Apps I'm Taking into 2020

Apps I'm Taking into 2020

While it’s a major challenge to identify all of the scripts, command line tools, and web-based applications that have influenced my thoughts and workflow over the previous year, here’s a set of applications that I’m excited to take with me into the new year.

Built upon node.js and electron, Joplin is an open source note taking application. At the moment, I’m using it as a well-structured notebook to recall quotes and collect ideas of all sorts. With the ability to sync notebooks to both OwnCloud and NextCloud - as well as several other storage solutions - the availability of my notebooks across multiple OSes and environments makes it an application that I’ll enjoy on many occasions in 2020+.

If you want: (1) a gentle, graphical, introduction to engineering microservice-based applications with Docker Compose, (2) an interface to the container registry of Docker Hub, and (3) the ability to expose your container logs with the click of a button, DockStation is a wonderful gateway into the world of containers. I develop all of my docker-compose.yml files using Dockstation on macOS.

Running on a raspberry pi 3 on my home LAN, Pi-Hole provides DNS-level ad blocking on the network. I’m using Pi-hole as my DHCP server to assign IP addresses to clients on the LAN. Via dnsmasq, Pi-hole is also responsible for resolving a few host names on the LAN for applications like my Koha instance and backup server.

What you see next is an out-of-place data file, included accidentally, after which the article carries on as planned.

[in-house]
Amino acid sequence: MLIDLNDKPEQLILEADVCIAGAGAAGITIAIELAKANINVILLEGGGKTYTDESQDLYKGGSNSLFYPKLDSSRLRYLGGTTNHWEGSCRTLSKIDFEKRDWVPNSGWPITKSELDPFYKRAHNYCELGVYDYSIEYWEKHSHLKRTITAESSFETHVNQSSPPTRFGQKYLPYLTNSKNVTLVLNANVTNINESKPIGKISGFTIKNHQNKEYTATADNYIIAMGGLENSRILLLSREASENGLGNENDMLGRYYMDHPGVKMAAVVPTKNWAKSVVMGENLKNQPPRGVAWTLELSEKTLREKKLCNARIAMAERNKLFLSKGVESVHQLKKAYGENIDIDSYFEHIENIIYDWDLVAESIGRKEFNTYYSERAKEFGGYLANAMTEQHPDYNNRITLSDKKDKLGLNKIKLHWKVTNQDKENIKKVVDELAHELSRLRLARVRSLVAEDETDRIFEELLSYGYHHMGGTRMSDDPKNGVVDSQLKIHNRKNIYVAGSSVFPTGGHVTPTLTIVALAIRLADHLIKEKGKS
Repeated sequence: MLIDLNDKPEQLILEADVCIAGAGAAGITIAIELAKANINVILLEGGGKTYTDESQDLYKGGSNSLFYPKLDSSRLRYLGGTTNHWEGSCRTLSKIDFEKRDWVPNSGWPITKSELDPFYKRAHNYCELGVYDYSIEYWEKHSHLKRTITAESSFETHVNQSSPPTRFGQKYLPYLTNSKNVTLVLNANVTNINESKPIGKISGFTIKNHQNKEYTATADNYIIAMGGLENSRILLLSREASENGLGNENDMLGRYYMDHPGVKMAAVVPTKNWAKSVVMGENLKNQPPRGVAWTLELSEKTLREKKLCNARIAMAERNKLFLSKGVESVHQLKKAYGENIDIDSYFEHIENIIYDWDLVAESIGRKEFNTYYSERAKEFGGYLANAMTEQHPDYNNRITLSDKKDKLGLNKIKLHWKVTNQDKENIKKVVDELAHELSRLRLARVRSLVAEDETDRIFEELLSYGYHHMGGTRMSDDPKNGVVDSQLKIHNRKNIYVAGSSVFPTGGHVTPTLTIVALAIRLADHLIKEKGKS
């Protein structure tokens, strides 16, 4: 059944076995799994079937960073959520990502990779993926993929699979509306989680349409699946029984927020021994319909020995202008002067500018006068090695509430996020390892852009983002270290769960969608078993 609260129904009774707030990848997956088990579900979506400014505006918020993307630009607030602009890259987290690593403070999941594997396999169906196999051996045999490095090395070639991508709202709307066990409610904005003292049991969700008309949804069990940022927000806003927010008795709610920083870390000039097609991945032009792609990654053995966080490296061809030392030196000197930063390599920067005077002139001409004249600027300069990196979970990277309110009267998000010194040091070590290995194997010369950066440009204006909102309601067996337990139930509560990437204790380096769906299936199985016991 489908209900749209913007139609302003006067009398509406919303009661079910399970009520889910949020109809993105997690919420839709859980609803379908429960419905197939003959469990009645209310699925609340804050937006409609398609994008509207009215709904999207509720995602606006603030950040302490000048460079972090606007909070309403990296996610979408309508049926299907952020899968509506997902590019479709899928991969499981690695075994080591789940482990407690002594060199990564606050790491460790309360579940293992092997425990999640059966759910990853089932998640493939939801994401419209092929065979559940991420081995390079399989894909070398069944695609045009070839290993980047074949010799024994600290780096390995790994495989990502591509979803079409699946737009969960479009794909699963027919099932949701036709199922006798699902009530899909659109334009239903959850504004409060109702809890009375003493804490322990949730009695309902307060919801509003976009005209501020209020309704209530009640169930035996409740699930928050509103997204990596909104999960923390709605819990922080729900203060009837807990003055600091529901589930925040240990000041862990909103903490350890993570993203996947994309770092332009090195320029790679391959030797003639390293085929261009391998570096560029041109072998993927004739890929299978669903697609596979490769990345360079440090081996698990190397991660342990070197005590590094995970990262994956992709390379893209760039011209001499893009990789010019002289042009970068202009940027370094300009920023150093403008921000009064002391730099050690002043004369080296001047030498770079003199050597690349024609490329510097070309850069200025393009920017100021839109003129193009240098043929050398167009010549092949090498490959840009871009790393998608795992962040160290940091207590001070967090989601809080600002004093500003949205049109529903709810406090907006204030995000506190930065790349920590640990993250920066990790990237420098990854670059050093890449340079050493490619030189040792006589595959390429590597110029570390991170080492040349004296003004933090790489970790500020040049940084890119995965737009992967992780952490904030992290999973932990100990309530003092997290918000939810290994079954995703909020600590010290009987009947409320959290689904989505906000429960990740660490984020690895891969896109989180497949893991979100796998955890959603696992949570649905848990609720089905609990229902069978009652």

While working with the Code4Lib web team on the 2020 (Pittsburgh, PA) conference website, I’ve become acquainted with this ruby-based static site generator. I’ve been using Hugo for my personal website, as well as for the Consortium of Ohio Libraries website, for roughly 2 years. Hugo has been reliable, but Jekyll as several themes for software project documentation and product marketing that have simple, yet complete, designs. I’ll likely explore these themes for other projects in 2020.

As I’m currently using LastPass, I’ve only begun to evaluate the full potential of BitWarden. I prefer open source applications, but this password management solution falls into the aspirational category for the coming year.

According to the project website, “GitLab is a complete DevOps platform”. My main reason for creating a GitLab account is to explore the broader range of open source projects, whose primary source code repository might live within the GitLab ecosystem. As an example, the Evergreen ILS community writes documentation using Asciidoc. Experiments have begun using Antora for generating Evergreen documentation. Antora’s source code resides on GitLab.

Derek C. Zoladz
Library Systems Analyst

Focusing on cultural heritage institutions: discovery applications, data (and metadata) wrangling, web development, process automation, and system integration.